Newsfeed Top Story Faculty Authors Expertise
AU Newsmakers 3.5-3.12, 2020
Additional AU Stories

Top Story
Providing Virtual Tutoring for Children of Faculty and Staff
University Business featured the Virtual Tutoring Corps program. The program connects American University students with the families of AU faculty and staff to help support their children with online learning. (3/5)

Faculty Authors
Republican Resistance to Easy Naturalization Will Likely Backfire
Washington College of Law Professor Amanda Frost wrote an article for The Washington Post about the repercussions of Republican resistance to easy naturalization. Frost wrote, “Over the long haul, the Republican strategy will surely backfire, just as it has in past elections in which naturalized citizens flexed their powers at the polls.” (3/9)
George Floyd's Death Started With an Arrest for a Misdemeanor. Petty Crime Needs a Rethink.
Jenny Roberts, professor in the Washington College of Law, co-wrote an op-ed for NBC News THINK about what George Floyd's death revealed about policing petty crime in America. Roberts and her co-author wrote, “Some misdemeanors do not belong in the criminal system and are better addressed by redirecting resources where they are needed, including into education and social services.” (3/9)
Student Debt and the Disregard for the Black Middle Class
Andre Perry, scholar-in-residence in the School of Education, wrote an article for Bloomberg News about racial wealth disparities in student debt. Perry wrote, “More [Black people] are getting jobs that place them in higher tax brackets, but that doesn't mean they have the same ability to pay back their loans as their white colleagues.” (3/5)
Bangladesh at 50: A Nation Created in Violence and Still Bearing Scars of a Troubled Birth
Tazreena Sajjad, senior professorial lecturer at the School of International Service, wrote an article for The Conversation that discussed history of Bangladesh and its struggle for independence. Sajjad wrote, “It was a violent birth, with some of its roots in the 1947 partition of India – when Pakistan was created as a separate nation.” (3/12)

An Alleged Slur During a Basketball Game Recalls a History of Black Athletes Having to Turn the Other Cheek
Theresa Runstedtler, associate professor of history, spoke to Washington Post about the history of Black athletes standing up to racism in sports. (3/10)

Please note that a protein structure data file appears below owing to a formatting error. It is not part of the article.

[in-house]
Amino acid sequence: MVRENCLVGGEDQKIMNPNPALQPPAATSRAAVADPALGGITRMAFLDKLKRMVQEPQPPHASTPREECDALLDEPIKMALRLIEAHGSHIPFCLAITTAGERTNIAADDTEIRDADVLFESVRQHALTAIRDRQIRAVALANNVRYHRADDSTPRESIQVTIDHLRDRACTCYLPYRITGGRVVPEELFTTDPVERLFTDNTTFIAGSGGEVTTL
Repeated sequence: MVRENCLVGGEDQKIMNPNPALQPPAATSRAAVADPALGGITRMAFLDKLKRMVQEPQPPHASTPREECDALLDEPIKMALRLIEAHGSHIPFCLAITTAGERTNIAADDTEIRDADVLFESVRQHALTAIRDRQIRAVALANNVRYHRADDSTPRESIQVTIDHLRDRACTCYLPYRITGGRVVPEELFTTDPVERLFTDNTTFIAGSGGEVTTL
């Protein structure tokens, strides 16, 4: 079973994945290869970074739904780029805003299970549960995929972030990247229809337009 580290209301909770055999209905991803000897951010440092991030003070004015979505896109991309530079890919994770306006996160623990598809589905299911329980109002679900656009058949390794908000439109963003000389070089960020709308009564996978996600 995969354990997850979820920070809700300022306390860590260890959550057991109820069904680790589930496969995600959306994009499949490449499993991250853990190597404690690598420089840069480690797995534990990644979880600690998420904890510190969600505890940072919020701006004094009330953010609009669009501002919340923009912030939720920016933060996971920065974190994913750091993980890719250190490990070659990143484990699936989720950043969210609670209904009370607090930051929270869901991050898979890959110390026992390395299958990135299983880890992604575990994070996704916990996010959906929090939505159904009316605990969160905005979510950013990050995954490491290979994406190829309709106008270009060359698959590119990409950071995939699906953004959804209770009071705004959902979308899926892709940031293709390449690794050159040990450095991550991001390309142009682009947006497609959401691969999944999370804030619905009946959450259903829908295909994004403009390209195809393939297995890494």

Gig Workers Would Pay Higher Taxes Under Coronavirus Aid Bill
Caroline Bruckner, managing director of the Kogod Tax Policy Center, spoke to Roll Call about the higher taxes gig workers would have to pay under the new coronavirus aid bill. Bruckner said, “No one was thinking about Uber and Lyft and Airbnb.” Bruckner's new research on the gig economy was also highlighted in Bloomberg. (3/5, 3/11)
Derek Chauvin Trial: Minneapolis Wanted to Pay Social Media Influencers to Fight Misinformation Around Court Case
Assistant Professor of Communication Saif Shahin spoke to USA Today about allegations that the city of Minneapolis was recruiting social media influencers to battle misinformation around the Derek Chauvin trial. Shahin said, “It's a very delicate situation.” Jason Mollica, professorial lecturer in the School of Communication, spoke to the Sinclair Broadcast Group about how Donald Trump is maintaining relevance in the Republican party without access to social media. (3/9, 3/5)
China's $4,230 Electric Cars Tap Huge Market Tesla Can't Reach
Selika Talbott, professorial lecturer in the School of Public Affairs, spoke to Bloomberg News about the launch of a $4,230 electric vehicle in China. Talbott said, “Taking into account people's access to transportation, it's very important to see a greater diversity of models like EVs being offered on the lower end of the price range.” (3/10)
Border Crisis Creates Risks for Biden
Eric Hershberg, director of the Center for Latin American & Latino Studies, spoke with The Hill about an influx of migrants at the southern border. Hershberg said, “There are plenty of instances in which there have been more people, but the past administration went out of its way to dismantle the institutions that make for a functioning immigration system.” Hershberg also spoke with the Sinclair Broadcast Group. (3/7, 3/9)
Why Access to Safe, Clean Water Is a Wellness Issue
Malini Ranganathan, associate professor in the School of International Service, spoke to Well+Goodness about the wellness implications of water inequality. Ranganathan said, “Folks in the scholarly field often talk about how water is power, so those without water typically lack political and economic power.” (3/5)
Biden Plan a 'Powerful Change' for U.S. Children
Bradley Hardy, associate professor of public affairs, spoke to AFP about President Biden's economic stimulus plan and its impact on reducing child poverty. Hardy said, “There is substantial social sciences evidence that access to economic resources during childhood can boost a range of longer-term socioeconomic outcomes.” (3/10)

Prepared by University Communications

American University's faculty, staff, students and programs appear in regional, national and international print, online and broadcast media regularly. Each week, AU Newsmakers provides highlights of AU in the news. For prior weeks, go to:

Disclaimer: Material supplied may be used for internal review, analysis or research only. Any editing, reproduction, publication, rebroadcast, public showing or public display is forbidden and prohibited by copyright law.